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Podcast: Russ Roberts on Hayek, Knowledge, and Jewish Tradition

March 26, 2018 | By: Russ Roberts

Press play below to listen to the podcast, download it in the iTunes Store, or stream it via Stitcher.

Chapter 1: Hayek and His Work

Chapter 2: Law, Legislation, and Seeing the Unseen

Chapter 3: “I, Pencil”

Chapter 4: The Jewish Theory of Knoweldge

Chapter 5: Freedom, Holiness, and the Ends of Society

It is common today to hear those who are hostile to traditional religion accuse the pious of unwarranted certainty about the truths of the universe. Yet, in the Jewish tradition, one finds something else altogether. Jewish texts often tell the stories of men and women who strive for knowledge, divine and human, amidst a great deal of uncertainty. From Moses—who could not see the face of God—to Job—who was rebuked by the Lord for presuming to know too much—even the biblical figures who have the most intimate relationships with God demonstrate the limits of human knowledge.

The notion that some measure of ignorance is intrinsic to the human condition has been shared by many thinkers throughout history. In the 20th century, there was perhaps no better articulator of the idea than Friedrich Hayek, the Austrian economist and social theorist. He wrote frequently about the limits of what any one individual can know and criticized those economists and technocrats who exhibited what he derisively called “the pretence of knowledge.” For Hayek, true knowledge is dispersed and built up over many years and embodied in price signals, social customs, and traditions that have stood the test of time.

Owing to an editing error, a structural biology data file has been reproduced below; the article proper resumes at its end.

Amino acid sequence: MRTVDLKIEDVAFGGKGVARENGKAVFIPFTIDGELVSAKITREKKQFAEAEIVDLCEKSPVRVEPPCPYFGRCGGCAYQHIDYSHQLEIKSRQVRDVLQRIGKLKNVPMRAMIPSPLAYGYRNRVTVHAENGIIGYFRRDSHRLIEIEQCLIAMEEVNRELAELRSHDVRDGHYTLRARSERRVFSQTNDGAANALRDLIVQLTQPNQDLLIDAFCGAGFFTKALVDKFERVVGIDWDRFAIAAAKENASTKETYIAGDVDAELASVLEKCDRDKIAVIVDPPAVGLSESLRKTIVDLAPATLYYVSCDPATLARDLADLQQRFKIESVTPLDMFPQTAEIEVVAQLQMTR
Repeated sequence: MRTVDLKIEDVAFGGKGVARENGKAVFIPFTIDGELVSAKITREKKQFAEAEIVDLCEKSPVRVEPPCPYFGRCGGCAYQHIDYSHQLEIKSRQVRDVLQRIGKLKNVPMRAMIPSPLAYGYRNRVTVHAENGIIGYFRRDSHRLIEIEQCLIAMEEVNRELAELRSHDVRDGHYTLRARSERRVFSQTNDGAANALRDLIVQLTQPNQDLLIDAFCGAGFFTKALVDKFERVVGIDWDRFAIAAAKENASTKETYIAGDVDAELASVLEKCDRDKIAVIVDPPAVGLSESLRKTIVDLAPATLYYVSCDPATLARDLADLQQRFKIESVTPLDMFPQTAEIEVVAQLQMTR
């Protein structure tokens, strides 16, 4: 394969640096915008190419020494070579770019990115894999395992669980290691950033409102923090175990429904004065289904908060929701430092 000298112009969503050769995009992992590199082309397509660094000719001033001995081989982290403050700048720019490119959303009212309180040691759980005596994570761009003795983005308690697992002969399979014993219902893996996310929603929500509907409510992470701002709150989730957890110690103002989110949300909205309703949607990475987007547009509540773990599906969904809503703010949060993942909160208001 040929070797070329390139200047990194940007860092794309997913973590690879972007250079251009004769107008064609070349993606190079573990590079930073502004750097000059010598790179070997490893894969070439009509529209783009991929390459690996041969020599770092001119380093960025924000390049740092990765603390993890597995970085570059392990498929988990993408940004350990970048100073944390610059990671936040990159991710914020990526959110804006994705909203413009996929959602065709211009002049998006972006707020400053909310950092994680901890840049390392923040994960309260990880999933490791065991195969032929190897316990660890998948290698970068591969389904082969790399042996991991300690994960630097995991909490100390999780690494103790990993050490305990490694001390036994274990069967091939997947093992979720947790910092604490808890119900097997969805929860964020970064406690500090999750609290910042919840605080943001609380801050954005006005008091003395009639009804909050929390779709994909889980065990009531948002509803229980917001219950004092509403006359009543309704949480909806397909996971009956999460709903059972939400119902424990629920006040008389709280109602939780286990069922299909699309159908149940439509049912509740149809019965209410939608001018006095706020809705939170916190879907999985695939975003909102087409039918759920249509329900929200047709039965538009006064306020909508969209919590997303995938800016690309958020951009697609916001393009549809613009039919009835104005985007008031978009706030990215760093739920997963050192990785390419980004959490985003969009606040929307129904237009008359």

Hayek wrote and thought in the context of the social sciences, but do his insights about knowledge and ignorance point to understandings shared by the Jewish tradition? In this podcast, Tikvah Senior Director Jonathan Silver is joined by economist Russ Roberts to tackle this question. Roberts, host of the popular EconTalk podcast, is himself an observant Jew, and he helps us think through what Hayek’s epistemology has in common with the Jewish tradition as well as how they differ. As he does so, we will see how ancient Jewish philosophy and modern social thought can help bring each other into clearer focus.

Musical selections in this podcast are drawn from the Quintet for Clarinet and Strings, op. 31a, composed by Paul Ben-Haim and performed by the ARC Ensemble, as well as “Baruch Habah,” performed by the choir of Congregation Shearith Israel.


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